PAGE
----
UTD Dining ServicesLetter to the Editor
POSTED11 months ago
The Mercury’s reporter Mithra Kaushik reached out to us for a news story and requested to meet with UT Dallas Dining Services staff to conduct a “behind the scenes type of interview, finding out where the ingredients come from, how it’s made and so forth.” What appeared instead in the last issue of The Mercury was an opinion piece about her dissatisfaction with food options and sanitation at Dining Hall West.
Everyone is entitled to his/her opinion, and we truly value all feedback. UT Dallas Dining Services has grown into an award-winning, nationally recognized program in part due to our patrons’ continued feedback, suggestions and support. However, we feel the reporter misrepresented us in her story to support her opinion, and we wish to address a few inaccuracies.
The reporter stated, “Another issue with the dining hall is the options for those who have different dietary needs are limited, if not nonexistent. Those who are vegan or vegetarian have little to no options for food, especially healthy ones.” In fact, in addition to the vegetables at the stir fry station and the offerings at the salad bar, approximately 80 percent of all options offered daily in the dining hall are vegetarian or vegan.
We learned from Kaushik’s story that we need to do a better job letting you know about these offerings, so we have stepped up with more obvious signage to help diners fill their plates with the healthy options that work best for their dietary needs. Also, shared with the reporter but left out of the story, we opened an allergy-friendly station called Oasis this past fall which serves food free from the eight major allergens, in addition to items that are gluten free. All preparation tools are purple to help prevent cross contamination for those with food allergies and intolerances.
The photo of the beetle was taken over three months ago on November 30, 2016, during Kaushik’s visit to the dining hall for dinner. She did not bring it to the attention of the dining hall staff when it was found. When shown the photo during the Jan. 30 interview, Resident District Manager Shannon Mariani apologized, but also communicated how important it is for patrons to immediately find a manager for any issue.
He also reminded the reporter that there are a variety of ways an insect might enter the dining hall not related to food delivery or processing. However, he was only referenced as expressing “the difficulty of spotting a single insect when trying to serve 1,000,000 meals per year.” At no time do we resign ourselves to the mediocre stance that since we serve such a large population there is the opportunity for any non-food items to appear on your plate. Our team has extremely high standards for service regardless of the amount of meals we are serving.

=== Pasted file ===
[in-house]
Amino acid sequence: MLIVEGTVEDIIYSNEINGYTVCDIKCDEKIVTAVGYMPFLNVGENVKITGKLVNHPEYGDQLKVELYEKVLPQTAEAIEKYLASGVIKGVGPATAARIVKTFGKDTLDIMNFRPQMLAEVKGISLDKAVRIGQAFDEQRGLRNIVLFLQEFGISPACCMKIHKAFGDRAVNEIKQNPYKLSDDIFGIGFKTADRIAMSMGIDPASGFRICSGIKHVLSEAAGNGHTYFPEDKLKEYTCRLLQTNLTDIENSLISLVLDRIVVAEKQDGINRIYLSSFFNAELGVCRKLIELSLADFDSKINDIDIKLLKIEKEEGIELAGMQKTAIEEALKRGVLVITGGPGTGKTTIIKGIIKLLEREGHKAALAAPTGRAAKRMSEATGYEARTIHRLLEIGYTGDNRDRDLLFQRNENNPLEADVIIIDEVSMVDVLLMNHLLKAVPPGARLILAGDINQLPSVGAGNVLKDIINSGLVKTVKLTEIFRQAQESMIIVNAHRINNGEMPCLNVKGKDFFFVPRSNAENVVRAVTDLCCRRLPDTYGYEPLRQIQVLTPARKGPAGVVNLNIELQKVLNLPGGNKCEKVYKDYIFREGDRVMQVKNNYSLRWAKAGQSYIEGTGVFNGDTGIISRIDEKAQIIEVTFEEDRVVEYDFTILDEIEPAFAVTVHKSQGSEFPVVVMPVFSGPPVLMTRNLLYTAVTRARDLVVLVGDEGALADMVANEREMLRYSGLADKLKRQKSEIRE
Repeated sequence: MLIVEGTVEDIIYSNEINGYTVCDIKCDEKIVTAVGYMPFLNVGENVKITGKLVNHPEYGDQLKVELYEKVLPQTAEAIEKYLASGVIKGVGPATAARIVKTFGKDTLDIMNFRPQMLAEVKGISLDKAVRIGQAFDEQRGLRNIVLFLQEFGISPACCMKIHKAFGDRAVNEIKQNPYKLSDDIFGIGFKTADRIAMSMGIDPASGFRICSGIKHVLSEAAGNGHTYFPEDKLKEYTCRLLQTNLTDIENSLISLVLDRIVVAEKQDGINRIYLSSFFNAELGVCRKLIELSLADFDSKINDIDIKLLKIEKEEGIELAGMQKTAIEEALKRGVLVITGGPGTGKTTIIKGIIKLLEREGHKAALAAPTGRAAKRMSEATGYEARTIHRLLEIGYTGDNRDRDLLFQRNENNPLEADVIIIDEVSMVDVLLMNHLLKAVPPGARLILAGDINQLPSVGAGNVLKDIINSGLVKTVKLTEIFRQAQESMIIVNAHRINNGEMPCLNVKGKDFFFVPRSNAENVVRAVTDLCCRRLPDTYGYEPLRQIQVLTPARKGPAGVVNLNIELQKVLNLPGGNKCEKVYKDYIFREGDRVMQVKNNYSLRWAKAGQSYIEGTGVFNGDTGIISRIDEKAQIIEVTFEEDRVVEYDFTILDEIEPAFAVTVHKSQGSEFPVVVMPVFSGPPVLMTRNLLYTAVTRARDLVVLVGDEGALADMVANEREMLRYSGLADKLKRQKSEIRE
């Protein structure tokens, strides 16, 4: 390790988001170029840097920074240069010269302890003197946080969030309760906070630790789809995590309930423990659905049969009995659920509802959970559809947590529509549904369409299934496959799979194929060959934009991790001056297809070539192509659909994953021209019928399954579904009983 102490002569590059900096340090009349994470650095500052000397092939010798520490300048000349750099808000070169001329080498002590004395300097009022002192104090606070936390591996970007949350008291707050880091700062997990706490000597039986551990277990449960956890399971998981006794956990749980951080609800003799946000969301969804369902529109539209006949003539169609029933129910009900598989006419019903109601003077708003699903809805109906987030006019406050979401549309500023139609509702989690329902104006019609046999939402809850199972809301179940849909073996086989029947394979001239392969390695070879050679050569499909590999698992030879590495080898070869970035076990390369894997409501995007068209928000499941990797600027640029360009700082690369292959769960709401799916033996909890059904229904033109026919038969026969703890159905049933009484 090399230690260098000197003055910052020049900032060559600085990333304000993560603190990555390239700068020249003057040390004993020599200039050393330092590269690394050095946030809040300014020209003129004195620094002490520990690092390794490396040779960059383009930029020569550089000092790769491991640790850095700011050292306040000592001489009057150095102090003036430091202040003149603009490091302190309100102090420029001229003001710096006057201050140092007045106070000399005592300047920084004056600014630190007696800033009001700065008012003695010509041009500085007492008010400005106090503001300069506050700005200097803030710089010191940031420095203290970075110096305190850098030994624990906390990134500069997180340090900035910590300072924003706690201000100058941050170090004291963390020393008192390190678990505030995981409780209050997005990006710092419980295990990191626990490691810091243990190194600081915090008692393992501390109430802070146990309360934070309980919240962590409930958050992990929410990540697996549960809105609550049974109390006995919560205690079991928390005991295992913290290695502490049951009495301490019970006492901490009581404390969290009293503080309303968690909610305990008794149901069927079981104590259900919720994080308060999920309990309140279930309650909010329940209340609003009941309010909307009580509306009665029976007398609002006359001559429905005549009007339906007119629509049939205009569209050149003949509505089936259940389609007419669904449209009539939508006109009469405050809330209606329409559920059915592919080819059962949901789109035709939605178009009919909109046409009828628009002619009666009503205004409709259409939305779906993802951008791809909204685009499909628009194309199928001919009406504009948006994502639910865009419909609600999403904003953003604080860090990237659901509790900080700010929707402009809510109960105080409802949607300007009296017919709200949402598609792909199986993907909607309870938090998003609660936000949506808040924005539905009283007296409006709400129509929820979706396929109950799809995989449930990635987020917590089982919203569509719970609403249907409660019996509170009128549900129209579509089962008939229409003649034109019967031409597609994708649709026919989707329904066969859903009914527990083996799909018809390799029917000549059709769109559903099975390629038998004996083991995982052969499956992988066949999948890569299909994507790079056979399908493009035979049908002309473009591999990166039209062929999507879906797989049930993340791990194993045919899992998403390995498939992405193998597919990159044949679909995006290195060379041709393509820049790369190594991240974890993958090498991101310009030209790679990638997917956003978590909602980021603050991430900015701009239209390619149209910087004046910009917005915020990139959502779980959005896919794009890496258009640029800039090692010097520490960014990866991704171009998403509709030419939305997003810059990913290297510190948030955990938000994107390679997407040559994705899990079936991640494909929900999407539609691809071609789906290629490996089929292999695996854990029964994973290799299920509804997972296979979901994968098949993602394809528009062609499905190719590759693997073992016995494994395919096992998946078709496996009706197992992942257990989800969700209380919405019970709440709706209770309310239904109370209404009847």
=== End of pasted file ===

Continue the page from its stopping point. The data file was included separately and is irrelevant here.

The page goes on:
Throughout the story, the reporter stated she knew of several instances where food was not cooked to proper temperatures or insects were found, but she did not mention these concerns in the interview, nor did she report or provide documentation of these events. Since the dining hall opened in 2014, the City of Richardson health department has never administered a score lower than a 95 out of 100. The last inspection was conducted in November 2016, and the score was a 97. The three point deduction was an equipment issue. All food was found to be cooked and maintained at proper temperatures and no other issues were cited.
The reporter also stated, “While the management takes the measures to follow health and cleanliness procedures, there are still problems that loom. Even if there are no issues with food, the utensils and dishware aren’t in the best shape.” The reporter did not mention this concern in our interview, so we had no opportunity to respond. The tumblers, dinner plates, bowls and dessert plates are actually brand new.
The dining hall had been previously stocked with ceramic plates and bowls, but due to so much breakage we opted to replace our stock with high-quality melamine. The recent stains which have appeared on some plates and bowls are not harmful. The dishes are properly cleaned and sanitized, but we are working with our dish machine representative to address their reaction with the hard water in the City of Richardson.
Bottom line, we view it as our moral obligation to provide the campus community with food that is safe, provides nutrition and allows the community to connect with each other over a meal. We encourage you to share your concerns or positive experiences with us by scribing your thoughts on our new chalk wall at the dining hall, speaking to our management staff (wearing orange chef coats) in the dining hall or visiting our website at utdallas.edu/dining.
Additionally, we host an open, monthly Food Advisory Committee meeting. The meeting dates and minutes are also available on our website under the “About Us” section. Lastly, we conduct two campus-wide surveys a year. The spring survey will launch on Feb. 28, so please visit our website or look for a dining ambassador in the dining hall to fill one out.
We are committed to providing the campus community a high-quality dining experience, and thank you for your continued support and patronage.
Carrie Chutes Charley, UT Dallas Food & Retail Services Director, and the UT Dallas Dining Services Team